Melissa A. Boulanger
Commissioner, United States Social Security Administration
REPORT AND RECOMMENDATION
LANDYA McCAFFERTY, Magistrate Judge.
Pro se claimant Melissa A. Boulanger has filed an action challenging the denial of Supplemental Security Income ("SSI") benefits by the Social Security Administration ("SSA"). On September 6, 2013, this court issued an order (doc. no. 3) directing Boulanger to amend her complaint to clearly state the legal and factual basis for any claim she seeks to litigate in this court. Belanger has now filed an addendum (doc. no. 4) to the complaint (doc. no. 1) in response to that order, and the complaint and complaint addendum are before the court for preliminary review. See 28 U.S.C. § 1915(e)(2); LR 4.3(d)(1)(B).
This matter arises out of Boulanger's claim for SSI benefits, which she originally filed on August 16, 2000. Boulanger asserts that on August 14, 2002, an SSA Administrative Law Judge ("ALJ") issued a "fully favorable" decision, finding that Boulanger was disabled for purposes of qualifying for SSI benefits. The ALJ's decision advised Boulanger that her local SSA office would determine her eligibility for benefits based on factors other than her disability.
On October 18, 2002, Boulanger's local SSA office sent Boulanger a Notice of Award ("NOA") indicating that, considering her income since the time her SSA application was filed, she was entitled to $2, 285.02 for the period of time beginning August 16, 2000, and ending in October 2002, and that she should receive a check in that amount by October 21, 2002. The NOA also advised Boulanger that as of February 2002, her spouse's income was sufficient to render her ineligible for SSI benefits, and that no further benefits would be paid.
The NOA advised Boulanger that she had a right to appeal the SSA's determination of her benefits award by filing a particular form within sixty days of the date she received the NOA. Nothing in the record indicates that Boulanger ever appealed the October 2002 benefits decision.
Boulanger alleges that SSA must have sent the October 2002 benefits award check to a post office box that she no longer used, because she asserts she never received the check. In 2006, the SSA obtained a copy of the cancelled check and determined that it had been endorsed and cashed, and that the signature on the back was Boulanger's. Nothing in the record indicates that Boulanger ever appealed the SSA decision not to reissue the check.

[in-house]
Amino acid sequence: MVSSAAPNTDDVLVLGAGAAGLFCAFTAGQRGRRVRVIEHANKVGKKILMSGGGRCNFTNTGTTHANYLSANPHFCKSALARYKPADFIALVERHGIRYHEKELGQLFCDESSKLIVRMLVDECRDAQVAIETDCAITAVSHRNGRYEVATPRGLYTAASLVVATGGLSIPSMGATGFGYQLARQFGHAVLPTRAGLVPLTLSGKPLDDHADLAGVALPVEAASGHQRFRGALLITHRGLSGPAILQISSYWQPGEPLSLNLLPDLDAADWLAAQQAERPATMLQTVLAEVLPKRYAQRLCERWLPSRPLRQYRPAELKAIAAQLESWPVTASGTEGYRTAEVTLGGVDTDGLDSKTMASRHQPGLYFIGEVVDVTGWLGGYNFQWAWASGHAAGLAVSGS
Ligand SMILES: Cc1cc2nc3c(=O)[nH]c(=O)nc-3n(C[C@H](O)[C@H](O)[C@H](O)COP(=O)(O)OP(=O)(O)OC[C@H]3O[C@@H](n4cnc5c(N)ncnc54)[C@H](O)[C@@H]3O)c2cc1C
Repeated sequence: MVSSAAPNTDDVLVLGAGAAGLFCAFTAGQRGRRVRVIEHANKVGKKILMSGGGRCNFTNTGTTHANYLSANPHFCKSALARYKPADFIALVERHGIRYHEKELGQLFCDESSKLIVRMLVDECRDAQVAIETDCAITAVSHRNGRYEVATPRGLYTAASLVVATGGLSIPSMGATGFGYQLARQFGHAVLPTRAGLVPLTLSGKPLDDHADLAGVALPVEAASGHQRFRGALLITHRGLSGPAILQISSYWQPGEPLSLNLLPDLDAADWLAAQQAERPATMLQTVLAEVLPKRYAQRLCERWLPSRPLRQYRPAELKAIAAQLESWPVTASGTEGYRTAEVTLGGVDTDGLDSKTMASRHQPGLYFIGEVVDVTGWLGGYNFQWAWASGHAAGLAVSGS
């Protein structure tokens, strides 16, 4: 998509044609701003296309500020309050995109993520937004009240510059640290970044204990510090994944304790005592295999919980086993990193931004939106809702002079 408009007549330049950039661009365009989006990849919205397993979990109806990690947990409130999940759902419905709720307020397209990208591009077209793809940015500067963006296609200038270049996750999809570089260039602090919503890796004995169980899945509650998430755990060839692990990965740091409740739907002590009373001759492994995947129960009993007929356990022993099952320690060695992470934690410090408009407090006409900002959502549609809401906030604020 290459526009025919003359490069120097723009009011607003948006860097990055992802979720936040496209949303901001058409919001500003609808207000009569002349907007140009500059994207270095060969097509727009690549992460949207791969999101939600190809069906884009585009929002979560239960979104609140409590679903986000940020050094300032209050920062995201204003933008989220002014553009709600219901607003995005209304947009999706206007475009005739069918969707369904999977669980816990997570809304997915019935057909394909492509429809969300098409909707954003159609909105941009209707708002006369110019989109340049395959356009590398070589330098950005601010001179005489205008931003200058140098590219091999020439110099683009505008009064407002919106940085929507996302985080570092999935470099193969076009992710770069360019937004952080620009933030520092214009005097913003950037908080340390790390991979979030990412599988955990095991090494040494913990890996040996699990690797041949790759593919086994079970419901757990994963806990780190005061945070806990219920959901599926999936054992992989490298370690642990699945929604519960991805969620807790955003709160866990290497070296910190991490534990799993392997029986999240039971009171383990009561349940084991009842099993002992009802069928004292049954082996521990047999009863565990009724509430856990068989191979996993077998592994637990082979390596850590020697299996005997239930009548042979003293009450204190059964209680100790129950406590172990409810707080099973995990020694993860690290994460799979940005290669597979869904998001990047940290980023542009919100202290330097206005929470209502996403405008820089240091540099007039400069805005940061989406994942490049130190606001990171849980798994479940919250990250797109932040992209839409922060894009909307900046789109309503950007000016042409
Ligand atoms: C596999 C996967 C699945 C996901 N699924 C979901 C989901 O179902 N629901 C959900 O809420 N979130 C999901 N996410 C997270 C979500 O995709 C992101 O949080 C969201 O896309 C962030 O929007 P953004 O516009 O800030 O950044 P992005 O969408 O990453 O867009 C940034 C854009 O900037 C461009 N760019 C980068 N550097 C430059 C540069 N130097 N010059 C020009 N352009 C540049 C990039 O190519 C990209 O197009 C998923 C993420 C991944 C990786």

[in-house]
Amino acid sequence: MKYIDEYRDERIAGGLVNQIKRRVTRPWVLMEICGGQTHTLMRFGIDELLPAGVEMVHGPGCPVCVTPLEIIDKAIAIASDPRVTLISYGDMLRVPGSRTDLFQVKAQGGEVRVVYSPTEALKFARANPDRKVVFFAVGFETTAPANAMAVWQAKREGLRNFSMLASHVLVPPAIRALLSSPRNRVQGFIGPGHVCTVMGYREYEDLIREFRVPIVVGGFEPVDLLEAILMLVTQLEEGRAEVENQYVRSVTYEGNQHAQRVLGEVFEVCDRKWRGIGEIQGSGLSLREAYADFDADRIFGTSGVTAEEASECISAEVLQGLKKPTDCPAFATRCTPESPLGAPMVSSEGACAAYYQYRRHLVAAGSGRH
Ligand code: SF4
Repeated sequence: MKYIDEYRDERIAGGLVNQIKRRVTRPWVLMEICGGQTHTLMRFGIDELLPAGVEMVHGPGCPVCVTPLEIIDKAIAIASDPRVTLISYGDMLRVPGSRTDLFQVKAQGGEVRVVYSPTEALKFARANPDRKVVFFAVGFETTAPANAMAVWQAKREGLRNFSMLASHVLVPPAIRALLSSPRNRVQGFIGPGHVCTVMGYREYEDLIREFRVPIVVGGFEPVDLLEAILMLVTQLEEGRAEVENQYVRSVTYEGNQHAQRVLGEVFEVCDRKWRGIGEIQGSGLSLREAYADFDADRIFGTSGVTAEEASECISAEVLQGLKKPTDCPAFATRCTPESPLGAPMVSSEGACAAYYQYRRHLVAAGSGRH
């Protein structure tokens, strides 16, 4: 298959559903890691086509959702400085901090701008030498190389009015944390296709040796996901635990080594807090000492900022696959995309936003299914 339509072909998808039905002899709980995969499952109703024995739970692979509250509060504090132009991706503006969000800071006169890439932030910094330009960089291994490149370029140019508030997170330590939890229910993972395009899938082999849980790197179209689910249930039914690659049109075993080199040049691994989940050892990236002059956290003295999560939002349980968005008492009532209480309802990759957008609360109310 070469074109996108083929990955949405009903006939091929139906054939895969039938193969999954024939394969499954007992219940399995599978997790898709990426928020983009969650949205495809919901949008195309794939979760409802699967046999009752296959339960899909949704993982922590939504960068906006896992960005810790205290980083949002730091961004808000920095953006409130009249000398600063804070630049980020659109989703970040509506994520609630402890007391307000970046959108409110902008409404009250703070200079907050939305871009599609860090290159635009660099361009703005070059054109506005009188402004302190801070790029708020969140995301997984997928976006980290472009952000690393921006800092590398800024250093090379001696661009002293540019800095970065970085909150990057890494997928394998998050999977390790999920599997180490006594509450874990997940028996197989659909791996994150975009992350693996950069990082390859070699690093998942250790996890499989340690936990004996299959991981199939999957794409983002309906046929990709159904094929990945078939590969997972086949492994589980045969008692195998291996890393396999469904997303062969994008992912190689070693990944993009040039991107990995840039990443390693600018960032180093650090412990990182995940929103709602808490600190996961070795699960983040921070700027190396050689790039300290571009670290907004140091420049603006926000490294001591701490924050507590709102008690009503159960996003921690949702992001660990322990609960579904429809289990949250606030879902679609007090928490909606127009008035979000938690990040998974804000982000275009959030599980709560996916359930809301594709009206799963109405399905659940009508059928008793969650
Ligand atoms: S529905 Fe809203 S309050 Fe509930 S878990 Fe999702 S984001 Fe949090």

The court, construing the complaint and complaint addendum liberally, finds that Boulanger seeks to challenge the SSA's decision to deny her SSI benefits, pursuant to 42 U.S.C. § 405(g), and/or to state a claim under the Administrative Procedures Act, 5 U.S.C. § 706 ("APA"), challenging the authority of the SSA to deny her benefits.
I. Section 405(g) Claim
Under 42 U.S.C. § 405(g), a claimant must exhaust her administrative remedies on the denial of benefits, obtain a final decision of the SSA Commissioner, and file a timely action in federal court. See Wilson v. Sec'y of Health & Human Servs. , 671 F.2d 673, 677 (1st Cir. 1982). Nothing in the record suggests that Boulanger exhausted her remedies, either as to the determination that she was not entitled to benefits after February 2002, or as to the SSA decision not to reissue the October 2002 check. Boulanger's claims pursuant to section 405(g) should thus be dismissed.
II. APA Claim
A six-year statute of limitations applies to claims against the United States, see 28 U.S.C. § 2401, including actions brought under the APA. See Narragansett Elec. Co. v. U.S. Envtl. Prot. Agency , 407 F.3d 1, 5 (1st Cir. 2005). Boulanger's complaint demonstrates that she knew both that she was denied certain benefits in October 2002, and that the SSA had failed to pay her $2285.02 by the end of that month, when the promised check did not arrive. In or around February 2006, the SSA confirmed that the check had been issued, submitted for payment, and appeared to bear her signature. ...